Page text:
The Smappee Solar is a scaled down version of the Smappee Infinity system optimised for Solar panel installations.

Even though the physical installation is best performed by a professional, anyone with basic IT skills can do the configuration.

I’ve had the Smappees in service for 3 years (Smappee Solar) and 9 months (Smappee Infinity) and both have proven to be very reliable and accurate systems.

HEMS Architecture & Implementation


As mentioned in the introduction, I opted for MQTT as a means to access the Smappee data measurements.

The Smappee documentation says the following about using MQTT:

Smappee documentation about using MQTT

"Use of MQTT requires programming knowledge."

Interesting, and unexpected, so worth investigating.

The HEMS system needs to have the following components:

  • A Time-Series database that will store aggregated measurements with an optional data retention time.

  • A Display server that will offer various dashboards. The latter can be displayed using a web browser.

  • An MQTT Broker. It acquires raw measurements from Smappee and offers them to subscribers.

  • The raw Smappee measurements are most likely not in a format that is suitable to write to the time-series database as-is. We may want to only keep data we’re interested in and drop other stuff. Also, it is likely that we want to rename certain data fields. Therefore, we need a component that:

    • Subscribes to topics on the MQTT Broker.

    • Transforms and aggregates the raw measurements.

    • Writes it to the Time-series database.

Let’s call the last component the IO/transformer/aggregator.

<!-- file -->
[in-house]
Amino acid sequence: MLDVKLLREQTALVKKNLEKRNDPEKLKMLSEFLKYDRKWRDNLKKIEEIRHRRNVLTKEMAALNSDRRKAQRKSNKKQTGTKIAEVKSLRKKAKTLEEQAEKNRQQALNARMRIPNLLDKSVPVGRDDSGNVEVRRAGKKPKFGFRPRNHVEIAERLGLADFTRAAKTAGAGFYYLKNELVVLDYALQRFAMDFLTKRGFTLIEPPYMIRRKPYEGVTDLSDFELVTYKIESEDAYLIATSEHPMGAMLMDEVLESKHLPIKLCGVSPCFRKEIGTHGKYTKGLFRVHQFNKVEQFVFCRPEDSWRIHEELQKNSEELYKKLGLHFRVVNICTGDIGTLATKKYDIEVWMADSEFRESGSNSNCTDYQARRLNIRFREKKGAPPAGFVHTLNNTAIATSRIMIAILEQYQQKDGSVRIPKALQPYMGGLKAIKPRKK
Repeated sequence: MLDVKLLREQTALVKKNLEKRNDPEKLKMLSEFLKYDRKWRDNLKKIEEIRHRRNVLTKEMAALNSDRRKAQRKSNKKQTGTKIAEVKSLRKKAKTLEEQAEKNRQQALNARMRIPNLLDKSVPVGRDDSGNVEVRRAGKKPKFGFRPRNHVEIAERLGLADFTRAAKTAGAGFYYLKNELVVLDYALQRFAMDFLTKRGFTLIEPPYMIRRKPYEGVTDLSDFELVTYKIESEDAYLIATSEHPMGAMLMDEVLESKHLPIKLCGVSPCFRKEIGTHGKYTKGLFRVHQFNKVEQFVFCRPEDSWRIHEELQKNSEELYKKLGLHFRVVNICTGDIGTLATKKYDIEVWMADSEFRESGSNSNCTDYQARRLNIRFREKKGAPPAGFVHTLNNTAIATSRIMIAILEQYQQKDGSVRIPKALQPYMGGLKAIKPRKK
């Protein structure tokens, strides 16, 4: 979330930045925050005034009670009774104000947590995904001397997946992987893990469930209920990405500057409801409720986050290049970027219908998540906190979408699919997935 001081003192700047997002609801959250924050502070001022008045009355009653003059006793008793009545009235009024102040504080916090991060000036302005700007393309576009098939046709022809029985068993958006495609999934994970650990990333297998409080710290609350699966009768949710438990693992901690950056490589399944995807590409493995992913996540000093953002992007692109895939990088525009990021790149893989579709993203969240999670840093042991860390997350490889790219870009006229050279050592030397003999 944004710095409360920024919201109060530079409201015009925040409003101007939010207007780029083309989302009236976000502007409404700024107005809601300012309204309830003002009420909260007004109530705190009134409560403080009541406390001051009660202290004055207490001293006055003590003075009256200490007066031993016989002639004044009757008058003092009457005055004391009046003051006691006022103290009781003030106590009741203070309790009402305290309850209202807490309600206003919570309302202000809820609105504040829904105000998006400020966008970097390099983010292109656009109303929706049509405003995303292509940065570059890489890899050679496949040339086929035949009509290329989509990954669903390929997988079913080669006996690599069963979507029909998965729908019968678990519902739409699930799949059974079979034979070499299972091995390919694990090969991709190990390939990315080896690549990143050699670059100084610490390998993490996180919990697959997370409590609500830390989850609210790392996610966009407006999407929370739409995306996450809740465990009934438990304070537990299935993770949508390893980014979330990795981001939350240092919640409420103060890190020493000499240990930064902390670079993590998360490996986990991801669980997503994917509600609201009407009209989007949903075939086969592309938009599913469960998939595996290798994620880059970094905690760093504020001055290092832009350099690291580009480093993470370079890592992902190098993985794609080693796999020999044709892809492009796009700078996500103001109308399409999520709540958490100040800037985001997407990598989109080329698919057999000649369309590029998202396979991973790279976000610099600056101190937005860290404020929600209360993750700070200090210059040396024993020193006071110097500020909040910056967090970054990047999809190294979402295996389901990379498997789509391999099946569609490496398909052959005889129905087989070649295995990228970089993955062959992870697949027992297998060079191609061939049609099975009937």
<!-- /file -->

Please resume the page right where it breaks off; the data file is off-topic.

Mapping of the architecture to specific components

Various alternatives exist for each component mentioned earlier, but I selected these (FOSS) implementations:

I used a Raspberry Pi with Ubuntu Server Operating System to run these components as I have great experience with this combination.

The following diagram shows the overall set-up of the HEMS:

HEMS system set-up

Let’s walk through the elements in this diagram one by one.

The electricity system

The electricity system in the house is comprised of:

  • A connection to the electricity grid and depicted as a lightning bolt.

  • An analog electricity meter. Note that this meter measures actual power and it will turn backwards when the energy production is higher than the consumption.

Note: in Belgium, all domestic consumers will be required to have a digital electricity meter by January 1st, 2025. This means that Fluvius, the company in Belgium that is responsible for tracking energy consumption, will have access to real-time meter readings and electricity consumption and injection can be billed separately.

The Smappee systems